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When processing misinformation, British voters are divided more along party lines than over Brexit: Study

When processing misinformation, British voters are divided more along party lines than over Brexit 
Statement-belief ratings for experiments 1 and 2. Note. Error bars represent 95% confidence intervals. Results show that overall, fact-checks worked: belief in facts increased from Pre to Post, and belief in myths decreased. There is also an effect of party congruence, with greater belief when participants supported the party of the politicians making the statements. A similar effect of Brexit-position congruence was significant only in Experiment 2. Credit: Royal Society Open Science (2023). DOI: 10.1098/rsos.220508

A new study has shown voters are more concerned about which party a politician belongs to than their position on Brexit—and this holds more sway with their future voting intentions when they encounter misinformation.

The research, led by the University of Bristol and University of Western Australia, explored how people's views and attitudes were influenced by fact-checks of political misinformation, and whether this differed depending on whether the misinformation supported their party and also if they shared the same stance on a big issue, namely Brexit.

The participants were an adult sample of the UK population, and the politicians were chosen to balance both party (Tory vs. Labor) and Brexit position (Remainer vs. Leaver in each party).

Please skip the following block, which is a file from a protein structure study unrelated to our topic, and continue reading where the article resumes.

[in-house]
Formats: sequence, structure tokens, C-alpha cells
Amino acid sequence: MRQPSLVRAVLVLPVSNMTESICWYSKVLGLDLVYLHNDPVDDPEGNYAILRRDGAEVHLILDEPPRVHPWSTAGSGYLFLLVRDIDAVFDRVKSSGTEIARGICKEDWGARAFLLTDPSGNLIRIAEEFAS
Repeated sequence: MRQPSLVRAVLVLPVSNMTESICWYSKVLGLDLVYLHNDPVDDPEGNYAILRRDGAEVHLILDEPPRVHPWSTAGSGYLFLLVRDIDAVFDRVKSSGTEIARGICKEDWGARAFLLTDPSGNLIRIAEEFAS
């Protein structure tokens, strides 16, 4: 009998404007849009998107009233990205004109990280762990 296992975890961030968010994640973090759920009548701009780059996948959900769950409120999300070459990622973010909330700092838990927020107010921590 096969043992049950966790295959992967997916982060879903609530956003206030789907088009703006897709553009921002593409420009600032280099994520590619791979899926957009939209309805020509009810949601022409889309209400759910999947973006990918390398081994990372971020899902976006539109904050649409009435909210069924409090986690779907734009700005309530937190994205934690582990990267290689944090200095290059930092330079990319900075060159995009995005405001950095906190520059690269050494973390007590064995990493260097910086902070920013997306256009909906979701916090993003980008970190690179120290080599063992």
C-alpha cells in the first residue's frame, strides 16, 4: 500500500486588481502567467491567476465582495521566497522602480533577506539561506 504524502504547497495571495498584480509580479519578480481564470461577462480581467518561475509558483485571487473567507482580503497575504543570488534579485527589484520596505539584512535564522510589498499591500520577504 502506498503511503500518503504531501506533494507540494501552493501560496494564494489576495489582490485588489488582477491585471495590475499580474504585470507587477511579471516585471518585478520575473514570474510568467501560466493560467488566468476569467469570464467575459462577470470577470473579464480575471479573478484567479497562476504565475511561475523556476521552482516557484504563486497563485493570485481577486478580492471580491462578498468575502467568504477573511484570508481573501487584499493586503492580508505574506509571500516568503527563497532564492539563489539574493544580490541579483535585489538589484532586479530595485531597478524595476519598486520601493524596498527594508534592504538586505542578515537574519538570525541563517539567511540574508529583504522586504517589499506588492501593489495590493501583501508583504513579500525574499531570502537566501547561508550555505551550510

The findings showed that overall, people were receptive to information they received about politicians' statements. They believed accurate statements more after being told they were true, and they reduced belief in after being told they were false. This occurred regardless of whether people shared the politicians' party or their Brexit position. People also were less likely to vote for politicians who made multiple false statements, especially when they were from their preferred party.

When asked about their voting intentions, people unsurprisingly favored candidates from their preferred party, irrespective of the candidate's position on Brexit. However, by contrast, the alignment between politicians' and voters' position on Brexit mattered considerably less, suggesting that polarization is greater along than across the Brexit divide.

Robert Reason, co-lead author who is studying for a Master's in Psychology at the University of Bristol, said, "Whilst polarization was found to be more apparent along party lines, our findings demonstrate that participants could still update their beliefs when presented with correcting information and they were not simply overwhelmed by their own motivated reasoning."

The results indicate that despite the divisive and often toxic rhetoric surrounding the Brexit decision, the British public has not embraced this new dividing line as much as traditional party affiliation. The international team of researchers remarked that Partisan divides may be stronger because they are generally longer-standing and also encompass views on a wide variety of political topics, such as jobs, education, , and the way the political system works.

Fellow co-lead author, Toby Prike, from the University of Western Australia, said, "These results affirm the effectiveness of fact-checks for correcting political misinformation. Additionally, politicians were punished for spreading , with participants judging them as less accurate, and also having reduced voting intentions and more negative attitudes towards them."

The findings are published in the journal Royal Society Open Science.

More information: Toby Prike et al, Would I lie to you? Party affiliation is more important than Brexit in processing political misinformation, Royal Society Open Science (2023). DOI: 10.1098/rsos.220508

Journal information: Royal Society Open Science

Citation: When processing misinformation, British voters are divided more along party lines than over Brexit: Study (2023, February 2) retrieved 12 June 2024 from
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